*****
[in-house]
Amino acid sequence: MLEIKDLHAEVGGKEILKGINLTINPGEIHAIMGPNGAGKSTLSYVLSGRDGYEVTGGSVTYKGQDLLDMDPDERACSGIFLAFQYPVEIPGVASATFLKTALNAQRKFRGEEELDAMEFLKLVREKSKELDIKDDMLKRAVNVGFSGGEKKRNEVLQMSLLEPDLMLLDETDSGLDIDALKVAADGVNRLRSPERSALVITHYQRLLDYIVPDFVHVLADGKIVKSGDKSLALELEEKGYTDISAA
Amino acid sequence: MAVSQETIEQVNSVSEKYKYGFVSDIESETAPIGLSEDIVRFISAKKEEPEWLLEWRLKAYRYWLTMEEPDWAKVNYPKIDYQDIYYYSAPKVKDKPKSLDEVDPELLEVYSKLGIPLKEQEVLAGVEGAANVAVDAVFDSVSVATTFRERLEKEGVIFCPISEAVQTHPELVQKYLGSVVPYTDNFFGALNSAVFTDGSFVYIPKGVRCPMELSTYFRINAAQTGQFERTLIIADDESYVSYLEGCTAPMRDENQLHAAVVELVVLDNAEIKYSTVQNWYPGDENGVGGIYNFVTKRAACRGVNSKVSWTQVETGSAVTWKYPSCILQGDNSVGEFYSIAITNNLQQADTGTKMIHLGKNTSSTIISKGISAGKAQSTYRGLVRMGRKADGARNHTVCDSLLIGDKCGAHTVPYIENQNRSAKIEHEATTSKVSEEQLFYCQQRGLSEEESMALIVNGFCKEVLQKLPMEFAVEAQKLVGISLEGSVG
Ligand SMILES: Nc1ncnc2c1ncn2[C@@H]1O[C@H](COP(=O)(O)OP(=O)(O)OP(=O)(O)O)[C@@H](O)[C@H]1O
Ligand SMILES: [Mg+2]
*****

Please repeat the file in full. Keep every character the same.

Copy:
[in-house]
Amino acid sequence: MLEIKDLHAEVGGKEILKGINLTINPGEIHAIMGPNGAGKSTLSYVLSGRDGYEVTGGSVTYKGQDLLDMDPDERACSGIFLAFQYPVEIPGVASATFLKTALNAQRKFRGEEELDAMEFLKLVREKSKELDIKDDMLKRAVNVGFSGGEKKRNEVLQMSLLEPDLMLLDETDSGLDIDALKVAADGVNRLRSPERSALVITHYQRLLDYIVPDFVHVLADGKIVKSGDKSLALELEEKGYTDISAA
Amino acid sequence: MAVSQETIEQVNSVSEKYKYGFVSDIESETAPIGLSEDIVRFISAKKEEPEWLLEWRLKAYRYWLTMEEPDWAKVNYPKIDYQDIYYYSAPKVKDKPKSLDEVDPELLEVYSKLGIPLKEQEVLAGVEGAANVAVDAVFDSVSVATTFRERLEKEGVIFCPISEAVQTHPELVQKYLGSVVPYTDNFFGALNSAVFTDGSFVYIPKGVRCPMELSTYFRINAAQTGQFERTLIIADDESYVSYLEGCTAPMRDENQLHAAVVELVVLDNAEIKYSTVQNWYPGDENGVGGIYNFVTKRAACRGVNSKVSWTQVETGSAVTWKYPSCILQGDNSVGEFYSIAITNNLQQADTGTKMIHLGKNTSSTIISKGISAGKAQSTYRGLVRMGRKADGARNHTVCDSLLIGDKCGAHTVPYIENQNRSAKIEHEATTSKVSEEQLFYCQQRGLSEEESMALIVNGFCKEVLQKLPMEFAVEAQKLVGISLEGSVG
Ligand SMILES: Nc1ncnc2c1ncn2[C@@H]1O[C@H](COP(=O)(O)OP(=O)(O)OP(=O)(O)O)[C@@H](O)[C@H]1O
Ligand SMILES: [Mg+2]